Rape Culture

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Rape culture

Many of the attitudes, beliefs, and mistaken ideas about rape have been with us for centuries. By looking at myths, such as "women ask for it," and "women secretly enjoy rape," from a historical perspective, lead us for better understanding how they evolved. Women are still seen as the property of men, are protected as such. Men and women are still taught to occupy very different roles in today's world. Men are usually in power positions, and women are seen as passive. This socialization process is changing, but slowly.

Rape is a forced sexual intercourse against the will of the victim (Parrot, 1988). Rape is a violent act, not a sexual act. The myth that men who rape women are sexually pathological has begun to be dispelled and replaced with an understanding that rape is an act of anger, power and control rather than lust.

Rape is not a very pleasant subject. When people think about rape, they usually think of a stranger with a knife hiding in the bushes. He waits for a woman to walk by and then attacks. But that is not the only kind of rape. The majority of victims are raped by individuals they know or who are acquaintances. This rape is known as "acquaintance rape." Eighty percent of all rapes are, in fact, acquaintance rapes. One kind of acquaintance rape is called "date rape." This kind of rape happens when a man and a woman go out on a date together. The man forces the woman to have sex with him when she does not want to.

Rape can happen to anyone. Women from different cultures, races, ages, and economic level are all vulnerable. So no matter who you are or where you live. Most rape, and specifically most acquaintance rape, happens between the ages of fifteen and twenty-five. This is the time when young women are most likely to date and therefore are most vulnerable to date rape. Acquaintance rape is not limited to dating situations. It may be committed by friends of the family, employers, friends, past boyfriends, and even husbands. The potential causes of rape are varied and controversial. Among the factors that contribute to rape are: decreased status of women within a society, pervasive media exposure of sex, availability of pornographic materials, especially those involving acts of violence, inadequate information or misconceptions regarding sexual behaviors, and the prevalence of child sexual abuse. Statistics states that less than four percent of all rapes are classified as "victim provoked" (Sigler, 1989).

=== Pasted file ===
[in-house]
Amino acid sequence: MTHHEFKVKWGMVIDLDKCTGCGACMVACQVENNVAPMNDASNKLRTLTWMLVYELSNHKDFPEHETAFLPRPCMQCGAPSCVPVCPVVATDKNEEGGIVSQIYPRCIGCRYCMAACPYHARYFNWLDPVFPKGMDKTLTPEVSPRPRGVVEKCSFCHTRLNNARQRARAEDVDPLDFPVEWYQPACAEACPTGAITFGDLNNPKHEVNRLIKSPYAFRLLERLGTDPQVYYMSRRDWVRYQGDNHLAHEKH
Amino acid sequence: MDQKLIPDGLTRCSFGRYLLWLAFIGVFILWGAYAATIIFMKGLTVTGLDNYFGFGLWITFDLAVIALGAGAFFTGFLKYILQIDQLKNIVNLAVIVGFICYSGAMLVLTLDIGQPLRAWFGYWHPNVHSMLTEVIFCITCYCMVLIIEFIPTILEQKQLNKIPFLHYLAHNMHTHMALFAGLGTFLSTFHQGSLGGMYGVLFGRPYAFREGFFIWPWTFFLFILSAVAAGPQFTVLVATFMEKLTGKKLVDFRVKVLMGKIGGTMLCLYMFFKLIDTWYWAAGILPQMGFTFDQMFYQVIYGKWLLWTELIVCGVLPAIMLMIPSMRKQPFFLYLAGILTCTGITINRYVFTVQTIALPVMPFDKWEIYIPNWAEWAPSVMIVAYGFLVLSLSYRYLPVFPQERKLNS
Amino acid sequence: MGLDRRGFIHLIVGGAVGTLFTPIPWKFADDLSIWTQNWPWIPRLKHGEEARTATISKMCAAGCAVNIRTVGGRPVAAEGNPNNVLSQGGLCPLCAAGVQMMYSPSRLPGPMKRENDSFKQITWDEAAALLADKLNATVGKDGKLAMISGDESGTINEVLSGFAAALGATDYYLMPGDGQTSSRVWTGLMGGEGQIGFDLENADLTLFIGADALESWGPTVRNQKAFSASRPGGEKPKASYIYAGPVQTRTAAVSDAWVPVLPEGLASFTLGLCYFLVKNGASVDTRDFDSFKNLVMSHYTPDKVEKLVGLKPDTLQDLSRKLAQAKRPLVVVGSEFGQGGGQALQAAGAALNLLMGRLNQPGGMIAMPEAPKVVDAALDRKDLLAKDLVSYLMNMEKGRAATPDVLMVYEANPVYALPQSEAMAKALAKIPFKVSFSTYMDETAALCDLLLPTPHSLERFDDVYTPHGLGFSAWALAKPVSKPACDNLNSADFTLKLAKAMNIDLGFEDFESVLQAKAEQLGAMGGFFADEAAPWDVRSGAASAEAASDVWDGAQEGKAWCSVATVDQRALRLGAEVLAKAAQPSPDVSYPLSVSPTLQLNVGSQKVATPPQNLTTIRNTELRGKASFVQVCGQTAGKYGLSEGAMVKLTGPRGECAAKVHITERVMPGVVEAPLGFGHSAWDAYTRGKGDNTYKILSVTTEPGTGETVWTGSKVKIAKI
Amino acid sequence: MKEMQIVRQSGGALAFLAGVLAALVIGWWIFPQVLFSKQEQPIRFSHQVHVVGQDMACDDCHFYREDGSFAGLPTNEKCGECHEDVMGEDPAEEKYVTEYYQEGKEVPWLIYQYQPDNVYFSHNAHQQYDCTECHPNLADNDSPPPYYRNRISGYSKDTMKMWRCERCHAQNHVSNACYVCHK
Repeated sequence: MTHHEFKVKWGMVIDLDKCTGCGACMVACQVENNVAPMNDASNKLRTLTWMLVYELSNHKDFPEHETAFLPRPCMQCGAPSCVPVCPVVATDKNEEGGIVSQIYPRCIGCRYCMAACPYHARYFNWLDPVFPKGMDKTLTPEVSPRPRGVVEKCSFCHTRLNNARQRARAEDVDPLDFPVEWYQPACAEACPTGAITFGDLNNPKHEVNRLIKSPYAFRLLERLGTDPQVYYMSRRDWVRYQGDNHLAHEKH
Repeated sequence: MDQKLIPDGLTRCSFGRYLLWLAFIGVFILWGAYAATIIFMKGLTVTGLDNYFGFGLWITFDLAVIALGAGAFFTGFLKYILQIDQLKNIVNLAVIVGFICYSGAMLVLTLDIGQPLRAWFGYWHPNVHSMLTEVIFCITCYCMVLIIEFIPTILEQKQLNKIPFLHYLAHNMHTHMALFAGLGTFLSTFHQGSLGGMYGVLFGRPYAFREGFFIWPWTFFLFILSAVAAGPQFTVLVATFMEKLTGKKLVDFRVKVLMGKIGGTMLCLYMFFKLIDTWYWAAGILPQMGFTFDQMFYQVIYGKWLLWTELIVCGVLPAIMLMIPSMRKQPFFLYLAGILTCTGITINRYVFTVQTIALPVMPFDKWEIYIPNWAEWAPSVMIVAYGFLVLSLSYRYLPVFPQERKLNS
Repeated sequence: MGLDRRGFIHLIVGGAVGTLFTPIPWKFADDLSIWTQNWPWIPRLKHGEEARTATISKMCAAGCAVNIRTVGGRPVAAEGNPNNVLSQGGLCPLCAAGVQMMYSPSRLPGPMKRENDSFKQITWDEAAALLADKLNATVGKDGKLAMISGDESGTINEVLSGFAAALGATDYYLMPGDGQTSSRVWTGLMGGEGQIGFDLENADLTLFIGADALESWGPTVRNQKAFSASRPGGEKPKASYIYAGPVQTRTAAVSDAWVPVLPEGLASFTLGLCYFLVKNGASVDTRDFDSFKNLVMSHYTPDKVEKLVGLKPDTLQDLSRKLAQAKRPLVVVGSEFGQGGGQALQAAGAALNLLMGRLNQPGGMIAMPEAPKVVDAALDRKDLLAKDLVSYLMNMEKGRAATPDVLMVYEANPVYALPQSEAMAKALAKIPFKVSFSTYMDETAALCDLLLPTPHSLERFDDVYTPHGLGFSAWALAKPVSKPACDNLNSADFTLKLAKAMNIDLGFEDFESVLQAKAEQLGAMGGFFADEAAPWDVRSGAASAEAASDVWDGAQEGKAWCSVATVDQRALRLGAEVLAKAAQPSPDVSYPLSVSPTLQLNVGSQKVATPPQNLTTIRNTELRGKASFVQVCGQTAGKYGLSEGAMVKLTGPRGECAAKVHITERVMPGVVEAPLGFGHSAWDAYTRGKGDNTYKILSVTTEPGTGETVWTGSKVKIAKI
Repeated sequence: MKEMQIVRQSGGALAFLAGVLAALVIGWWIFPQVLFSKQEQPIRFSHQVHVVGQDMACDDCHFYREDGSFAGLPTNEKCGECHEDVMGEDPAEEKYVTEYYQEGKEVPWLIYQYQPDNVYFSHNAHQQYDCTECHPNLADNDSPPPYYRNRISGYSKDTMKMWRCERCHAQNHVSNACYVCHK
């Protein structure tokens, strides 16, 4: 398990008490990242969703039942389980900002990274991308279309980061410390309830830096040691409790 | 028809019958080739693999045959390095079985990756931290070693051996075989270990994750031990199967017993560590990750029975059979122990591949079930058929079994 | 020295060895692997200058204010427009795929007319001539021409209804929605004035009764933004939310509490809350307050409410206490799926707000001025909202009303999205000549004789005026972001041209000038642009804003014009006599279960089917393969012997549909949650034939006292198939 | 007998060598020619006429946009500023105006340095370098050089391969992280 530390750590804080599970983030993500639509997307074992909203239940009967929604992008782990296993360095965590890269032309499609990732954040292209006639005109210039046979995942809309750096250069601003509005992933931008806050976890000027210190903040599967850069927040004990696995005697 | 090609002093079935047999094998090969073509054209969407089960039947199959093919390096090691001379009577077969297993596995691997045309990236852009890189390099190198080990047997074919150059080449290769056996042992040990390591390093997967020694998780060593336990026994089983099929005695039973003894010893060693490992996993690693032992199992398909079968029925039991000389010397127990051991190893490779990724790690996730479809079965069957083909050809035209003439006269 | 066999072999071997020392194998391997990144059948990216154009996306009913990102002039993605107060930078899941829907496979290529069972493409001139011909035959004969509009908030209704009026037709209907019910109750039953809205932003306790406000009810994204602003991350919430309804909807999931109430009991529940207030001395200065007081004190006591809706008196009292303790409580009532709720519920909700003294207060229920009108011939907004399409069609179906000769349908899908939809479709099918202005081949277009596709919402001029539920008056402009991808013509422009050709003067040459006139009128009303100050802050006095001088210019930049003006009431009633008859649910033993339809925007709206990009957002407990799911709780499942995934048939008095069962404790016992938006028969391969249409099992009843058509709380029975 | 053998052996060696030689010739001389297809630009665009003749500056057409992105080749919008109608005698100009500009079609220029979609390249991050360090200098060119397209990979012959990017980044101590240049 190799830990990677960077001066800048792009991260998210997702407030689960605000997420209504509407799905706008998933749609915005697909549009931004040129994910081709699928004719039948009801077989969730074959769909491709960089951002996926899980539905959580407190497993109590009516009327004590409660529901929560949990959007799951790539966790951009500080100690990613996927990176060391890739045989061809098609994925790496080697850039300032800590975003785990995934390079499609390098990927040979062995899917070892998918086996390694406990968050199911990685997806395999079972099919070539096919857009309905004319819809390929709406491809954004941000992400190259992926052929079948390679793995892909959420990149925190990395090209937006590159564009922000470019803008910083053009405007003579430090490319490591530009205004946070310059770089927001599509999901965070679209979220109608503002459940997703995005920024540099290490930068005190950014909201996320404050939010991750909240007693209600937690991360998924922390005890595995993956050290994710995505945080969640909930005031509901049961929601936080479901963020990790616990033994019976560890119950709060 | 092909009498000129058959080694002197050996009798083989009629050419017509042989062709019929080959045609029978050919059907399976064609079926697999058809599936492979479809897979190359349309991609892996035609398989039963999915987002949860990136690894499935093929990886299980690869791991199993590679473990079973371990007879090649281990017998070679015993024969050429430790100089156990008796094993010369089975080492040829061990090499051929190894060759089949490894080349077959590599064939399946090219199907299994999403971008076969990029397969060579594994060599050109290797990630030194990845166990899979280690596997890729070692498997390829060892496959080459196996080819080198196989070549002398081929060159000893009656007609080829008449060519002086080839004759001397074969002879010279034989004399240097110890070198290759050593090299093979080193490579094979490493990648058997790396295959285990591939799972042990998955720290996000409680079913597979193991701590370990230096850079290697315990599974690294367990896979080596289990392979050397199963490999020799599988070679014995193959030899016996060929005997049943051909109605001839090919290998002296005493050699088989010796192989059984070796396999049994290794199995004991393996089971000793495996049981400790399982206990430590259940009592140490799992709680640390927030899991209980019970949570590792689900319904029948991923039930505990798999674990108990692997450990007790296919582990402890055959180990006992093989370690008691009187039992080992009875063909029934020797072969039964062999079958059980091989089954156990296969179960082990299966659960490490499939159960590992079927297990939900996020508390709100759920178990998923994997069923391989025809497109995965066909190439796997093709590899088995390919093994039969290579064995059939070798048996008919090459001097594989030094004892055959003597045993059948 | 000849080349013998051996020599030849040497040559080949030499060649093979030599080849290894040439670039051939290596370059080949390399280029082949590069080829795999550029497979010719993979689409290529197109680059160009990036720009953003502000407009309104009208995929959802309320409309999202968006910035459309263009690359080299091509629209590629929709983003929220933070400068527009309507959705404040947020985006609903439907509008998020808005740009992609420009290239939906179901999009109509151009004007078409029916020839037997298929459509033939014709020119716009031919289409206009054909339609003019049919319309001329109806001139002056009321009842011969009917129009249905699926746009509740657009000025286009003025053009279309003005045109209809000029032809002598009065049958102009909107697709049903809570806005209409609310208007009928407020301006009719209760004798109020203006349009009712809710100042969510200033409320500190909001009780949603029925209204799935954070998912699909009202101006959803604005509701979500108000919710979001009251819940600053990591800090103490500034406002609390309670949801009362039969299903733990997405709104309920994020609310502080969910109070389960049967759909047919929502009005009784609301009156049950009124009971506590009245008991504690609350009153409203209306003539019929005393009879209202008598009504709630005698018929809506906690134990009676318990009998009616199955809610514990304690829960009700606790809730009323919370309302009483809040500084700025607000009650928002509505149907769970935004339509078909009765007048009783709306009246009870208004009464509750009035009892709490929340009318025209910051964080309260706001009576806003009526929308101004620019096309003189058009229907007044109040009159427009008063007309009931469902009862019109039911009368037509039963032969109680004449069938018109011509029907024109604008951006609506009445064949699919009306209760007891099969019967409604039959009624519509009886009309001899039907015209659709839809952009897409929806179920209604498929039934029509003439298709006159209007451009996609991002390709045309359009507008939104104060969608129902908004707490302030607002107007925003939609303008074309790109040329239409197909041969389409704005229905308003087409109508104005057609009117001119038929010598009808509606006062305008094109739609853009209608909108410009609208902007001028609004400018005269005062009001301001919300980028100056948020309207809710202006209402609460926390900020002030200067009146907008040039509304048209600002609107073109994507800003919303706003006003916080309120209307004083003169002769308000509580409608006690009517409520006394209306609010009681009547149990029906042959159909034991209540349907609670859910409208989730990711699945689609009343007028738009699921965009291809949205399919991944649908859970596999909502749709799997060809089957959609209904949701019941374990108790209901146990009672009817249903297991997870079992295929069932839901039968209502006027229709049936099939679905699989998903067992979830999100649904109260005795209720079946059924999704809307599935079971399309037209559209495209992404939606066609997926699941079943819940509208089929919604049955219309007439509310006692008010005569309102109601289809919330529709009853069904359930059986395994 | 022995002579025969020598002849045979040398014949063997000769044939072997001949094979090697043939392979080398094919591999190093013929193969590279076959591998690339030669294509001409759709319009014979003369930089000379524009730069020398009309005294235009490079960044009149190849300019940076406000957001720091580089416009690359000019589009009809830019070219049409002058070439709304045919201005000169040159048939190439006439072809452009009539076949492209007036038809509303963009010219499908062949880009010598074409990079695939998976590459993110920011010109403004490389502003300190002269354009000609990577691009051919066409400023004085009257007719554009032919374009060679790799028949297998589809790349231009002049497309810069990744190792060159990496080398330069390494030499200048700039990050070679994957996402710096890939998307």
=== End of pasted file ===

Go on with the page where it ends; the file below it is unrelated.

In early age boys are taught to be more aggressive than girls are. They are expected to enjoy playing sports. Girls are expected to play less aggressive sports. Boys are taught that they should get anything in their ways, even if it means using violence. Girls are taught to stay away from conflicts. Boys are sometimes taught to have a lot of girlfriends, and not to get tied down by one girl when they are young. They are supposed to play the field. Some boys think it is important to date pretty girls. Girls are often taught that they should have a steady boyfriend. They are taught to guard their "reputations." All of these childhood "lessons" come into play in date rape (Mufson et all, 1993).

Date rape causes many serious problems. One of these problems is how the victim feels about what has happened to her. Often women are not even sure they have been raped. They think maybe that they asked for it, even though they said "no." Whether a woman says "no" in a sexual relationship means that it depends on the woman and the circumstance. Some women mean "no" the first time they say it; others do not mean "no" even after saying it many times. This variation makes it difficult for woman who means "no" for the first time she says it. Some men become desensitized to the word because many of women in their lives do not mean it. Of a man persists in sexual advance after a woman had clearly said "no", she might feel angry, frustrated, ignored, unimportant, and unheard. She may try to...
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